by Aidan Andrew Dun
Many of us don’t expect young Israeli DJs to fall in love with teenage Palestinian women-rappers, but it happens in Unholyland, as in real life! This verse-novel is driven by what’s currently taking place in the youth-culture of modern Palestine/Israel. The real Arab revolution is the explosion of politico-spiritual rap from subculture, a music which carries the nonviolent message: ‘Putting down the gun and pickin up the mic…’
“The time is right, O Rasta children…” (Israel Vibration, aka I Vibez.)
There’s nothing the Israeli government fears more than the nonviolent wave of angry, truthful, lyrical Arabic rap pouring out the West Bank and Gaza. Young Israelis, plugged into American culture, are very aware that Slingshot Hiphop is now in 2012 more hip than any rap coming out of NY or LA. These kids pack venues in Tel Aviv to hear their ‘enemies’ tell them the truth through the medium of a musical form which – to add to the irony – is often not very well-received by those in positions of authority in, say, Syria, Jordan, Egypt, where Slingshot Hiphop is despised as decadent western soul-poison.
At one crucial point in the process of writing Unholyland I saw a documentary called Syrian School which told the story of two beautiful young teenage girls from a Palestinian refugee-camp outside Damascus, both of them completely determined to rap in Arabic and tell the story of their painful exile. I saw their suffering as they struggled to become rappers. I heard the nonsense of their teachers – in total denial – facing down these courageous young women, blocking them from performing their raps in the school concert.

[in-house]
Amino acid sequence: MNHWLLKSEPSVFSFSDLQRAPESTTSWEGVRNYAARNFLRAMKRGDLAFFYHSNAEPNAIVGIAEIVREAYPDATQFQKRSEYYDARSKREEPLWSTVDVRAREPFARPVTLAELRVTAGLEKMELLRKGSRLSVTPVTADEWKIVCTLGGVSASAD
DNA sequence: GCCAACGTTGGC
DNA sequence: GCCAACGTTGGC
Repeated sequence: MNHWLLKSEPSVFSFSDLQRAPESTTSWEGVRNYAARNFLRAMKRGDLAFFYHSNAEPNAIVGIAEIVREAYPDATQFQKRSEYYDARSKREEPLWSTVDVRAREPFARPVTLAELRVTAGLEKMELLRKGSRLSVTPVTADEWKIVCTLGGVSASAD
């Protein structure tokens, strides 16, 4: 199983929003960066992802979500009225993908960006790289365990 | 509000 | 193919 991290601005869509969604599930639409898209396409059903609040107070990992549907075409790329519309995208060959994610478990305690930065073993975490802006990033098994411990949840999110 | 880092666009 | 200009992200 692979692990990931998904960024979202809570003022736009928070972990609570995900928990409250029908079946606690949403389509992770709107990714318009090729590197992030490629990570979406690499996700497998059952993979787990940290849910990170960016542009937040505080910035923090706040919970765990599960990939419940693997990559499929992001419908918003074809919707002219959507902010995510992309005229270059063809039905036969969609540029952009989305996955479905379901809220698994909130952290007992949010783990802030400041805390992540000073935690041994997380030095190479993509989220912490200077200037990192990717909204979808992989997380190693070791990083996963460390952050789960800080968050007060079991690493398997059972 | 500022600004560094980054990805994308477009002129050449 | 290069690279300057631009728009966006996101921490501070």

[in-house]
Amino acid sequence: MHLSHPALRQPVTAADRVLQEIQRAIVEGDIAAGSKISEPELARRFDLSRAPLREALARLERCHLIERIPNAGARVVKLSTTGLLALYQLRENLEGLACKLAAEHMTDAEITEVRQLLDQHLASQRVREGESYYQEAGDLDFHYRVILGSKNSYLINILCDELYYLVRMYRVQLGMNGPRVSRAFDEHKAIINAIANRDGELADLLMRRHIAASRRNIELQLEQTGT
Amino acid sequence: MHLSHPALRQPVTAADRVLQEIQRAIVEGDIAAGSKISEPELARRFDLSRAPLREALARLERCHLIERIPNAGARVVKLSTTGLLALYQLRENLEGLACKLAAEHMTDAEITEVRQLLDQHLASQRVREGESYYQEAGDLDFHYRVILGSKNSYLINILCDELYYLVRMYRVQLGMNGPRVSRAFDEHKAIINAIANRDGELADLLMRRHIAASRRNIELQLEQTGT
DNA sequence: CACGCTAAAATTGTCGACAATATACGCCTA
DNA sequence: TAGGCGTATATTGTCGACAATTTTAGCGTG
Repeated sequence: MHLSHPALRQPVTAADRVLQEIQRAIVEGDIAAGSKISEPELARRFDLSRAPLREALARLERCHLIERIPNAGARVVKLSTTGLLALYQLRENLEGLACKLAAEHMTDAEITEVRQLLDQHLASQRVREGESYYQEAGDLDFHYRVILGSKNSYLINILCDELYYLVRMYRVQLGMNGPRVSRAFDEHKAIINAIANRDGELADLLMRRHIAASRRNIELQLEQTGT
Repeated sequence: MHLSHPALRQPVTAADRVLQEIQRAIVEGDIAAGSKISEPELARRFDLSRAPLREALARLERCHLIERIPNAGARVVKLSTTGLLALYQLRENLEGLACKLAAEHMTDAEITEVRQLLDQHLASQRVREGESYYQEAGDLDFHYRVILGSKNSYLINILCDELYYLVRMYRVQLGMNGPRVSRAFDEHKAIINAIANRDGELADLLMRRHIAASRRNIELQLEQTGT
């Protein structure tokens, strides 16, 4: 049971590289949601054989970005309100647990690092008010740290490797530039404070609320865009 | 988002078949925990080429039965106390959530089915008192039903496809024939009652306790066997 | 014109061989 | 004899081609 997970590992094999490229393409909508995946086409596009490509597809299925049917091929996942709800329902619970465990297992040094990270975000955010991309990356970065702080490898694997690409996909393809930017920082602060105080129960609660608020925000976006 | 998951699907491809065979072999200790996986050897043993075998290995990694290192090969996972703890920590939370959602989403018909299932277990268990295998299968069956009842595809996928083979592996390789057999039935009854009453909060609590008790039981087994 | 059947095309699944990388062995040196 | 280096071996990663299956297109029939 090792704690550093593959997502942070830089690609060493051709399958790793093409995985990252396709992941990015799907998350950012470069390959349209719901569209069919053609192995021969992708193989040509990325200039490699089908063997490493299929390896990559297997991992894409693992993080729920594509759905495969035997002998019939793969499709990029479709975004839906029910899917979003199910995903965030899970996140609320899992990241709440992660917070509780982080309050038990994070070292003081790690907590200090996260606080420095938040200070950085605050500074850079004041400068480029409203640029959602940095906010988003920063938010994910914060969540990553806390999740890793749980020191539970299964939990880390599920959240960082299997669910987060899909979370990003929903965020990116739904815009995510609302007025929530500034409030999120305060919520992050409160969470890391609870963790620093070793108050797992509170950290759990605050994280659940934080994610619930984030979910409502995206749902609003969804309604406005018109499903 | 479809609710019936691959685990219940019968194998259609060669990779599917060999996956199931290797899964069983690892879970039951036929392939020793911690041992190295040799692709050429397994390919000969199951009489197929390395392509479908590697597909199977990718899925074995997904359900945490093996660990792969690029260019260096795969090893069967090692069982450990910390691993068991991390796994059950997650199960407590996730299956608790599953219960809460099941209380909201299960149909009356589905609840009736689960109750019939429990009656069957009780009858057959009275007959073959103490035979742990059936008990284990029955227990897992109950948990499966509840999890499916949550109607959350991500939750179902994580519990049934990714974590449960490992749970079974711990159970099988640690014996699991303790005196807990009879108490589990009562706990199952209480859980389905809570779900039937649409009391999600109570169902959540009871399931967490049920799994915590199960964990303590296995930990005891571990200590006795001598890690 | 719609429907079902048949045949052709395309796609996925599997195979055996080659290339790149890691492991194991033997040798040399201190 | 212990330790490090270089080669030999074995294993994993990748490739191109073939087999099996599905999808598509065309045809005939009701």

Putting this scenario together with the hopeful fact that Slingshot Hiphop is so big in Israel I had a sort of theophanic moment in which it seemed that Plato’s idea of the Golden Age returning through music was happening for real in the Middle East.
Anyways, that’s how Unholyland was born.
In the poem there’s lots of charge. Green burns in subterranean venues and raps blaze in smoke-filled vehicles travelling at supersonic speeds through The Galilee. Someone’s recently called Unholyland ‘Pushkin with a spliff’. Well, that was nice of them. ;-)) In fact the work shows both sides of what Baudelaire called Les Paradis Artificiels, the double-edged sword of ‘narcotics as substitute for enlightenment’.
The poem is constructed in 12 chapters, 264 sonnets in total, and the sonnet-form is actually the one Pushkin developed for Eugene Onegin – an amazing structure of fast-moving short lines with an elliptical, asymmetric rhyme-scheme which spins and dazzles. (This form can actually be traced right back to the Troubadours, so I believe.)
If Unholyland makes a few little waves for peace in Palestine I’ll be happy…